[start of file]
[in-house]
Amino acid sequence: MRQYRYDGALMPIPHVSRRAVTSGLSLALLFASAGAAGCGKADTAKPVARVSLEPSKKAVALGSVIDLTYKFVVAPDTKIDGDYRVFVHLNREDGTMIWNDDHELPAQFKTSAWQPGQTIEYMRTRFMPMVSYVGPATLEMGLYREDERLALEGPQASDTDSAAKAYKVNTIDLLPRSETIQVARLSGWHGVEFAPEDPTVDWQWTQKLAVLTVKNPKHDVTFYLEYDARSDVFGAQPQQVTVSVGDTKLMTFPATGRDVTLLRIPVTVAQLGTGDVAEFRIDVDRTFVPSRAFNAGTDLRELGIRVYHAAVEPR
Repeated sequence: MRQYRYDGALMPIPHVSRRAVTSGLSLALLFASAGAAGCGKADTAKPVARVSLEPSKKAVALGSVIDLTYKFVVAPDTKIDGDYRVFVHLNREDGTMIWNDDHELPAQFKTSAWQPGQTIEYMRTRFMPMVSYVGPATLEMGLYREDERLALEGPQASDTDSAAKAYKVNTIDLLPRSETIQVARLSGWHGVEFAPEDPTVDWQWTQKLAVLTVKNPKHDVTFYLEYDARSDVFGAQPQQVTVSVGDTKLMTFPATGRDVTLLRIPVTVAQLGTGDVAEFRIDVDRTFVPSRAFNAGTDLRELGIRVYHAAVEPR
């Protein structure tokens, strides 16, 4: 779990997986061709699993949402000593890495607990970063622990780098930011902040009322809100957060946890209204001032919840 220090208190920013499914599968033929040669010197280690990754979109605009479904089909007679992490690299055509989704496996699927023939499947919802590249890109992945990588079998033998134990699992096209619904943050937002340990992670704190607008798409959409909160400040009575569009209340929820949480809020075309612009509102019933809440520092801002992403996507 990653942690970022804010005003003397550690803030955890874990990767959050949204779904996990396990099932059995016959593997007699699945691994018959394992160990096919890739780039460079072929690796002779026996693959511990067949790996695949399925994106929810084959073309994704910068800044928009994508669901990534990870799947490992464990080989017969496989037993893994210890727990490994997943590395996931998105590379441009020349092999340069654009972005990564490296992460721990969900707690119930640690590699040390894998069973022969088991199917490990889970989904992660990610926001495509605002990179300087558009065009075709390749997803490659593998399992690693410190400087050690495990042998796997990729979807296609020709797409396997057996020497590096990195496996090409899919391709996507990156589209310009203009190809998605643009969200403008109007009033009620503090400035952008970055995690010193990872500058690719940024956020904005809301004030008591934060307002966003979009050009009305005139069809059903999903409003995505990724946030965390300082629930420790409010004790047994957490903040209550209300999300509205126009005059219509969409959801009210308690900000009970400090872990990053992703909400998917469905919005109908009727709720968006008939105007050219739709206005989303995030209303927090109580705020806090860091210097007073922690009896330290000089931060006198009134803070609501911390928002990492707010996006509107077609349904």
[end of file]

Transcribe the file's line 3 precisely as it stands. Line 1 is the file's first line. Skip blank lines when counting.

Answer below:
Repeated sequence: MRQYRYDGALMPIPHVSRRAVTSGLSLALLFASAGAAGCGKADTAKPVARVSLEPSKKAVALGSVIDLTYKFVVAPDTKIDGDYRVFVHLNREDGTMIWNDDHELPAQFKTSAWQPGQTIEYMRTRFMPMVSYVGPATLEMGLYREDERLALEGPQASDTDSAAKAYKVNTIDLLPRSETIQVARLSGWHGVEFAPEDPTVDWQWTQKLAVLTVKNPKHDVTFYLEYDARSDVFGAQPQQVTVSVGDTKLMTFPATGRDVTLLRIPVTVAQLGTGDVAEFRIDVDRTFVPSRAFNAGTDLRELGIRVYHAAVEPR